How are macromolecular conformational changes measured

Macromolecular environments affect proteins

Intensive interaction of proteins with other macromolecules can have important properties of proteins such as: B. significantly change the translational mobility or the state of conformation. Hence, the study of proteins in macromolecular environments that typically closely approximate physiological conditions or cell-like environments is of great interest. In principle, confocal fluorescence microscopy enables the selective analysis of selected proteins in such environments. However, some methodological difficulties and metrological artifacts must be taken into account or circumvented in order to characterize the proteins reliably and quantitatively.

The majority of our knowledge in the field of protein biochemistry comes from experiments with proteins that are highly diluted in buffer solutions with concentrations of a few grams per liter. However, these conditions are very different from those found in living cells. The cellular cytoplasm is enriched with many different macromolecules. These can account for up to 20% of the cell volume, so that there is a concentration of a few hundred grams per liter (“molecular crowding”). The resulting excluded volume effect can lead to increased effective concentrations of the cellular proteins and change essential physical properties of the solution. So in the cytosol in these limited volumes z. B. decreases the molecular mobility and dynamics of proteins. Possible consequences of “molecular crowding” are reduced diffusion rates, shifts in protein-protein or protein-substrate association equilibria, and changes in the conformational dynamics of individual proteins [1]. Confocal fluorescence microscopy can provide very detailed information for proteins in such environmental conditions. In addition to measurements directly in living cells, which are technically complex and typically do not provide the data quality like in vitro measurements, cell-like environmental conditions can also be imitated by non-biological macromolecules (e.g. PEG, Ficoll). In all of these cases with a higher concentration of macromolecular crowd, due to increased refractive indices of the solution and due to molecular collisions of the crowd molecules, potential artifacts must be expected in a quantitative data analysis.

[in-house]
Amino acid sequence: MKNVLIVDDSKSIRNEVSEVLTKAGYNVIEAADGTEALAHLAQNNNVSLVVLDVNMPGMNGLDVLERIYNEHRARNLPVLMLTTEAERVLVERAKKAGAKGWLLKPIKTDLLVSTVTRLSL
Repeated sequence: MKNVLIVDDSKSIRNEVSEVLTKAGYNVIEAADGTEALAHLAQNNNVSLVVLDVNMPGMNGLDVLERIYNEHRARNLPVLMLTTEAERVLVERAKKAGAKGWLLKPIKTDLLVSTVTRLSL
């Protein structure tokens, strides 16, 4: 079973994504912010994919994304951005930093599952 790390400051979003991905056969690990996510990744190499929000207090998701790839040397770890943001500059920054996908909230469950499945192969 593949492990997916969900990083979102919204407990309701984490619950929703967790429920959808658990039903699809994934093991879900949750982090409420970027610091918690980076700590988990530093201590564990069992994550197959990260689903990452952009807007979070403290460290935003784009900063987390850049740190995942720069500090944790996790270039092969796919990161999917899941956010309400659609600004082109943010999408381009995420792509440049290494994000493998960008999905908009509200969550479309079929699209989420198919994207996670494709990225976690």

Fig.1 Schematic setup of a confocal fluorescence microscope with simultaneous two-channel detection (A). The fluorescence emission light can be split into two different colors for FRET applications using a dichroic mirror or into two polarization directions for TRA applications using a polarization beam splitter. In addition, auto- and cross-correlations (FCS) can be carried out with the signals from the detection channels (B).

Protein characterization using fluorescence multiparameter analysis